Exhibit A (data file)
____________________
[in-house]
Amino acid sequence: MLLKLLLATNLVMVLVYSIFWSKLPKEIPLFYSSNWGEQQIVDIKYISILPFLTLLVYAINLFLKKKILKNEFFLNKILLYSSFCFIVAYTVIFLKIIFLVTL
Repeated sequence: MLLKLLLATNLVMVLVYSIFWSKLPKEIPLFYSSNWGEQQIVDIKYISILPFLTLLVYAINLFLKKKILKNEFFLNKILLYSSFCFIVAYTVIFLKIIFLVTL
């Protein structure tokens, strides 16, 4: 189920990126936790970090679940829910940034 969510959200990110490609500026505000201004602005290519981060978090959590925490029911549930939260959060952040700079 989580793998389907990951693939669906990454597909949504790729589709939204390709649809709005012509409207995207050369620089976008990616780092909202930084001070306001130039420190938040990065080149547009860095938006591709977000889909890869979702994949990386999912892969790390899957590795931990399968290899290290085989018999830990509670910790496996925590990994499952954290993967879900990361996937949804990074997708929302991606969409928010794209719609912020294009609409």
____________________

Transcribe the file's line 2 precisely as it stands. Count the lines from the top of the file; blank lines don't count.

Amino acid sequence: MLLKLLLATNLVMVLVYSIFWSKLPKEIPLFYSSNWGEQQIVDIKYISILPFLTLLVYAINLFLKKKILKNEFFLNKILLYSSFCFIVAYTVIFLKIIFLVTL